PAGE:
Philippe de Montebello (Director Emeritus) and Sabine Rewald (Department of Nineteenth-Century, Modern, and Contemporary Art) discuss The Businessman Max Roesberg, Dresden (1992.146) (July 2008).
Otto Dix (German, 1891–1969)
Oil on canvas; 37 x 25 in. (94 x 63.5 cm)
Purchase, Lila Acheson Wallace Gift, 1992 (1992.146)
© 2011 Artists Rights Society (ARS), New York / VG Bild–Kunst, Bonn
The German painter and printmaker Otto Dix worked in a variety of styles, from Expressionism to Dada, but his most celebrated mode was the deadpan, matter-of-fact realism known as Neue Sachlichkeit (New Objectivity) as seen in The Businessman Max Roesberg. Dix was a leader of the Neue Sachlichkeit movement, which reacted against all that was personal and spiritual in Expressionism while still maintaining many Expressionistic techniques. Dix and other artists of this movement, such as George Grosz and Christian Schad, turned to a hyper-realistic treatment of contemporary themes that was influenced by the work of German old masters. Their work depicts people and places with such clinical objectivity that their pictures allow us to reconstruct the fashions, coiffures, interior furnishings, and social life of Germany during the 1920s and 1930s.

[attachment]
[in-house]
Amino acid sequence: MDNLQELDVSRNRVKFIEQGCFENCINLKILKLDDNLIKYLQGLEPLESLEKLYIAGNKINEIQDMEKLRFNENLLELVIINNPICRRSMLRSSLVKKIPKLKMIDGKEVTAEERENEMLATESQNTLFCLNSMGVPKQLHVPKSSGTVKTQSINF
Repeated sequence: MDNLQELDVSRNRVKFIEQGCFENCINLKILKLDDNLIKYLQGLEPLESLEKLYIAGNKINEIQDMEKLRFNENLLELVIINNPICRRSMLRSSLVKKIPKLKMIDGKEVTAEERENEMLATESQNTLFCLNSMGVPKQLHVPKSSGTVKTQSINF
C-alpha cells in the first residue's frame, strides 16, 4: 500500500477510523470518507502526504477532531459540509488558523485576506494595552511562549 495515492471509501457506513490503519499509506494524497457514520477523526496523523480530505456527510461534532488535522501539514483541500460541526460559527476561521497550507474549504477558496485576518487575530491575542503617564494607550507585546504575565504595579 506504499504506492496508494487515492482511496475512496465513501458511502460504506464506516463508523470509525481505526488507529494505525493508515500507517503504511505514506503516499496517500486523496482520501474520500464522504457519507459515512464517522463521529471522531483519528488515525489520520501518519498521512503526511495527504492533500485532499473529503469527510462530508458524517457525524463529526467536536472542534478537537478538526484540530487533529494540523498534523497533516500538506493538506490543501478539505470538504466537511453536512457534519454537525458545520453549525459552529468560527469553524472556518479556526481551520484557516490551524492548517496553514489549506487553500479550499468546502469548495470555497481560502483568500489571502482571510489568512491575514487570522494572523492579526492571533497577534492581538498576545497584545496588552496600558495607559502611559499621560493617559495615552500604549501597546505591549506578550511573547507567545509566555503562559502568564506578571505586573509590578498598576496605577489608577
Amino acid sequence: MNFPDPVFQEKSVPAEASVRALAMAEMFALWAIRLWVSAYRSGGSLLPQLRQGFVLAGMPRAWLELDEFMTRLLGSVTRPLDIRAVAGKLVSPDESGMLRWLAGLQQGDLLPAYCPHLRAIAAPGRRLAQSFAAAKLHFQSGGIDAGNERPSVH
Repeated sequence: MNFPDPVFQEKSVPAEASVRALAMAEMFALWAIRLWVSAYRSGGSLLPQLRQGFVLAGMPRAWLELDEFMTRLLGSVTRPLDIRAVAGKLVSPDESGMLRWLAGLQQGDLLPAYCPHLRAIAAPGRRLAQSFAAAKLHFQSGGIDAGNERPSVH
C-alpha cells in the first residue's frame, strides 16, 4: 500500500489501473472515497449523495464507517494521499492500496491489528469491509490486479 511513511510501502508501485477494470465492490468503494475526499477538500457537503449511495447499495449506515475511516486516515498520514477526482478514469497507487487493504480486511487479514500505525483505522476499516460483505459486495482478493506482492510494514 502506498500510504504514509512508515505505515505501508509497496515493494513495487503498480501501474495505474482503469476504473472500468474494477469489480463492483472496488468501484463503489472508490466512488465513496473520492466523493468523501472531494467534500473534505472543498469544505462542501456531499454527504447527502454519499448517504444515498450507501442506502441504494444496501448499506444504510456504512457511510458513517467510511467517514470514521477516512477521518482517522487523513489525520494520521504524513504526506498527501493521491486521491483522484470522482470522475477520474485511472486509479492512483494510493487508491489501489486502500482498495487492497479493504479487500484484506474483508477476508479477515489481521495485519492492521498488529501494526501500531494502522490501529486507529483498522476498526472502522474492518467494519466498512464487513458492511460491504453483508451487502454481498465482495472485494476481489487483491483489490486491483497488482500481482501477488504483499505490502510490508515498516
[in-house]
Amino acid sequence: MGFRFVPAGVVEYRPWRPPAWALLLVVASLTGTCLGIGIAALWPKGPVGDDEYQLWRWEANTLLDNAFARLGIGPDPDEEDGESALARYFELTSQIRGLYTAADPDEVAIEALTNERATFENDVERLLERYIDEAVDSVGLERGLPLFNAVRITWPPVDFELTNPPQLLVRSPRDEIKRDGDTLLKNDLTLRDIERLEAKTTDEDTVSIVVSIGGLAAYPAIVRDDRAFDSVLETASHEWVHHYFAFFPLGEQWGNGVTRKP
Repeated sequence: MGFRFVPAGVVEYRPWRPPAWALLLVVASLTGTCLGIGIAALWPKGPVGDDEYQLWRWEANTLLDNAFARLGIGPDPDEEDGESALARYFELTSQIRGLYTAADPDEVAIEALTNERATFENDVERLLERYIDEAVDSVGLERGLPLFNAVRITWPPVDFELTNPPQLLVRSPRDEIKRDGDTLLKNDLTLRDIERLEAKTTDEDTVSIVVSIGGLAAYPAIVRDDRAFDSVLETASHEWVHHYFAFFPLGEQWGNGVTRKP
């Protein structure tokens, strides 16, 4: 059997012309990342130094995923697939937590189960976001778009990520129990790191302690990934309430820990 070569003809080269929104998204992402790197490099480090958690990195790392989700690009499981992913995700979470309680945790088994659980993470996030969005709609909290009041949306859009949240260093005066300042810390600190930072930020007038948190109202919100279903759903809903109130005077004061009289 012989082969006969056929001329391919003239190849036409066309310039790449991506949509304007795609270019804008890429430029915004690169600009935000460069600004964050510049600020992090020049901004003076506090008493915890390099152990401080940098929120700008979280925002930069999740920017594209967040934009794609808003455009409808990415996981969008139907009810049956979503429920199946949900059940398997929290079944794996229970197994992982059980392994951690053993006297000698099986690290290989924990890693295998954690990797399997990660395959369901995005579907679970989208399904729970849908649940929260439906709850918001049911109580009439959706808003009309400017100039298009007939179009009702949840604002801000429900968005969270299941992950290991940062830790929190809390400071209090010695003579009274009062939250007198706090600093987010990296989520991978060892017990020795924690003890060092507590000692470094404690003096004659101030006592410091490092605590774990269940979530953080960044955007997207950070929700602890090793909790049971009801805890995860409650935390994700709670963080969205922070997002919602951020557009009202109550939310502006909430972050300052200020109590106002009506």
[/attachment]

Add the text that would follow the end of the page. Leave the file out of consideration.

The Businessman Max Roesberg is an excellent example of the celebrated portraits Dix painted in Dresden, Düsseldorf, and Berlin between 1921 and 1927. With just a few poignant details, he was able to capture the individuality of his sitters, who included prominent lawyers, businessmen, and art dealers as well as poets, prostitutes, and performers.